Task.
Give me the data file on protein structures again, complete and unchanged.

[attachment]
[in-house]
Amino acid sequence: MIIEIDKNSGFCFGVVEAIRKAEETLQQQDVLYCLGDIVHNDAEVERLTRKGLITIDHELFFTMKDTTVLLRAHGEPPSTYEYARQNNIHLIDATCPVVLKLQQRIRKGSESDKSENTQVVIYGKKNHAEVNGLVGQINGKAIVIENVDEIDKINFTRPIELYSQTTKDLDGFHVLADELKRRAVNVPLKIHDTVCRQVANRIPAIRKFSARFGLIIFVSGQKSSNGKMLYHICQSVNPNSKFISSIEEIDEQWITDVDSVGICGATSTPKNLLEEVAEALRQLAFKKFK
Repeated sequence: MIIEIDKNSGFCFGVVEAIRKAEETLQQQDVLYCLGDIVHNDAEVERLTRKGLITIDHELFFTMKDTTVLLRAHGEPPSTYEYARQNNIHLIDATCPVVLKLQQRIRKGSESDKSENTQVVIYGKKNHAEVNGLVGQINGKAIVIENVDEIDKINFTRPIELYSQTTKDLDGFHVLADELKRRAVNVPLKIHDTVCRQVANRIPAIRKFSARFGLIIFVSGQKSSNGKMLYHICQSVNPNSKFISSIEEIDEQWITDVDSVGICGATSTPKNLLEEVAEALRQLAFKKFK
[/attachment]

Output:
[in-house]
Amino acid sequence: MIIEIDKNSGFCFGVVEAIRKAEETLQQQDVLYCLGDIVHNDAEVERLTRKGLITIDHELFFTMKDTTVLLRAHGEPPSTYEYARQNNIHLIDATCPVVLKLQQRIRKGSESDKSENTQVVIYGKKNHAEVNGLVGQINGKAIVIENVDEIDKINFTRPIELYSQTTKDLDGFHVLADELKRRAVNVPLKIHDTVCRQVANRIPAIRKFSARFGLIIFVSGQKSSNGKMLYHICQSVNPNSKFISSIEEIDEQWITDVDSVGICGATSTPKNLLEEVAEALRQLAFKKFK
Repeated sequence: MIIEIDKNSGFCFGVVEAIRKAEETLQQQDVLYCLGDIVHNDAEVERLTRKGLITIDHELFFTMKDTTVLLRAHGEPPSTYEYARQNNIHLIDATCPVVLKLQQRIRKGSESDKSENTQVVIYGKKNHAEVNGLVGQINGKAIVIENVDEIDKINFTRPIELYSQTTKDLDGFHVLADELKRRAVNVPLKIHDTVCRQVANRIPAIRKFSARFGLIIFVSGQKSSNGKMLYHICQSVNPNSKFISSIEEIDEQWITDVDSVGICGATSTPKNLLEEVAEALRQLAFKKFK